MMIC PIN-Diode Limiters Operate to 20 GHz

MMIC PIN-Diode Limiters Operate to 20 GHz

PIN-diode limiters are a versatile RF component that can be configured for a wide range of performance specifications. Integrating PIN diodes into a MMIC eliminates the packaging parasitics and enables multiple order limiter structures capable of enhanced power handling.

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To prevent damage to highly sensitive receiver front ends, limiters are used to sink extra RF power away from sensitive circuits. Limiter circuitry performs as a low-loss, broadband, and compact component. PIN diodes are attractive devices for limiter design, as they enable key performance features while exhibiting high power handling. Plextek offers an application note detailing a design example of a monolithic-microwave-integrated-circuit (MMIC) PIN-diode limiter labeled, “Technology Overview: Broadband, Low-Loss Limiter MMICs.”

MMIC PIN-Diode Limiters Operate to 20 GHz,  Fig. 1
A PIN diode is composed of an I-type region separating the P-type and N-type regions. Forward-biasing the diode adjusts the resistivity of the I-type region.

PIN diodes are offered in discrete packages or integrated into IC processes. The benefit of using an integrated PIN diode for limiter design is the elimination of packaging parasitics, which degrade the receiver’s noise performance. PIN diodes are built from an intrinsic (I) region of high resistivity in between a P-type and N-type semiconductor.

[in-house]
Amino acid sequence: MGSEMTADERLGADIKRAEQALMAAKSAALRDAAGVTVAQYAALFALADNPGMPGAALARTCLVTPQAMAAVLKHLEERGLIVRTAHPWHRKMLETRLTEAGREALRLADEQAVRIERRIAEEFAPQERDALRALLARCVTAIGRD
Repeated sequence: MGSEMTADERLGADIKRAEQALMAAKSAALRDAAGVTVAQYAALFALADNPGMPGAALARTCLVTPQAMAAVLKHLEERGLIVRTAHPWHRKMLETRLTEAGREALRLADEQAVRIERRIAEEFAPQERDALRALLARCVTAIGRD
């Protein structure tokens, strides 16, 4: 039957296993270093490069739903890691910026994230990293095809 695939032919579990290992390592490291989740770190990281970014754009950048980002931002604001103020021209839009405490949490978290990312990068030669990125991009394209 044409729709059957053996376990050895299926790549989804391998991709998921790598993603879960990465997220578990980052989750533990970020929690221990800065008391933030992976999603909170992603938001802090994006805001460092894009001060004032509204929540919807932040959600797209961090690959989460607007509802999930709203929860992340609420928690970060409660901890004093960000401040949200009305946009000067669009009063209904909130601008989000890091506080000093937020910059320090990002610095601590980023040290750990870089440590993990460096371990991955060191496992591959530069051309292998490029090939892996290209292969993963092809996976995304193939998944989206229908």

When the PIN-diode structure is forward biased, carriers are injected into the I region. The resistance of the region is lowered as a result. This unique response enables a PIN diode to operate as a current-controlled resistor and switch at RF/microwave frequencies. Imperfections in the diode’s I region cause charge accumulation, which generates a direct-current (DC) rectified from the RF signal. A DC return path is necessary for proper function of the limiter.

An example of the design and simulation of a fifth-order limiter modeled after a fifth-order low-pass filter (LPF) is provided in the application note. The shunting configuration of the diodes uses a back-to-back approach composed of antipodal pairs. This method allows for operation from 0.5 to 20.0 GHz. An LPF structure designed to absorb the parasitic capacitance of the zero-biased diode pairs increases the limiter’s broadband capability. Integrated DC-blocking metal-insulator-metal (MIM) capacitors are used at the RF input and output. The low-pass filter also comprises high-impedance metal tracks for constructing inductors.

An electromagnetic (EM) simulation using practical bond-wire parasitics yields return-loss of greater than -18 dB above 2 GHz. Return-loss degrades to -13 dB below 500 MHz. To simulate the operation of the limiter in a small-signal method, the forward conduction state is triggered by a high-level RF signal. The diodes are then switched to the DC-induced forward bias state. The power handling of the limiter typology is dictated by the power-handling capability of the primary diodes. For this typology, which is implemented with TriQuint’s VPIN process, it is suggested that the structure can handle continuous-wave (CW) power of 5 W.

As foundries may not offer a large-signal model of a PIN diode, modeling a limiter could be difficult. Plextek generated a large-signal model to determine the benefits of simulating the limiter system. The results at 2, 10, and 18 GHz were reported with small variations caused by frequency shifting. The limiter delivers +17 to +18 dBm saturated output power. The complex power characteristic of these power limiters also produces a distinct drop, or kink, after reaching a peak power level. Although the large-signal model does not report this, it does properly represent the peak power level.

Plextek Ltd., London Road, Great Chesterford, Essex CB10 1NY UK, +44 (0) 1799 533200.

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